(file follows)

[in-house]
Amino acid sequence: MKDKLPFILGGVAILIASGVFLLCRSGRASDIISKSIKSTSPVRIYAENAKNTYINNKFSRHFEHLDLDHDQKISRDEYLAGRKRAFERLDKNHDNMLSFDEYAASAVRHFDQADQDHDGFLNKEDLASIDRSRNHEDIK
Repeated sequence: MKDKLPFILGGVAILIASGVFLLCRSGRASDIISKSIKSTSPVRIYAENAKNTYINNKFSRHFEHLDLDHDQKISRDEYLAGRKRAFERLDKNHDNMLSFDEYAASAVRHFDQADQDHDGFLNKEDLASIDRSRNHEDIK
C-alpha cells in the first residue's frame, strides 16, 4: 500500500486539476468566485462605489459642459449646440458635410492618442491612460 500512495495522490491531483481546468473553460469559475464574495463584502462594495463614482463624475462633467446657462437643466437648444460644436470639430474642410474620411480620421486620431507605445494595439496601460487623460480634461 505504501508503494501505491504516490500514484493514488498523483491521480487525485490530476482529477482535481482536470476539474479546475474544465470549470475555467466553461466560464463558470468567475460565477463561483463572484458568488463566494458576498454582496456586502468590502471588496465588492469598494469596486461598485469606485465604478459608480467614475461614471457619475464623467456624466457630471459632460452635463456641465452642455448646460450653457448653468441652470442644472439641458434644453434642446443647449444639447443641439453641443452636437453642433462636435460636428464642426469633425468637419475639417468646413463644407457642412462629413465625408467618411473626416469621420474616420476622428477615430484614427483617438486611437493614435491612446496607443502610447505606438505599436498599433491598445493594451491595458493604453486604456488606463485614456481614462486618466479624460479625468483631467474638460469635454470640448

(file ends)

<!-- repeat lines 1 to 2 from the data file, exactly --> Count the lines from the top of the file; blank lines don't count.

[in-house]
Amino acid sequence: MKDKLPFILGGVAILIASGVFLLCRSGRASDIISKSIKSTSPVRIYAENAKNTYINNKFSRHFEHLDLDHDQKISRDEYLAGRKRAFERLDKNHDNMLSFDEYAASAVRHFDQADQDHDGFLNKEDLASIDRSRNHEDIK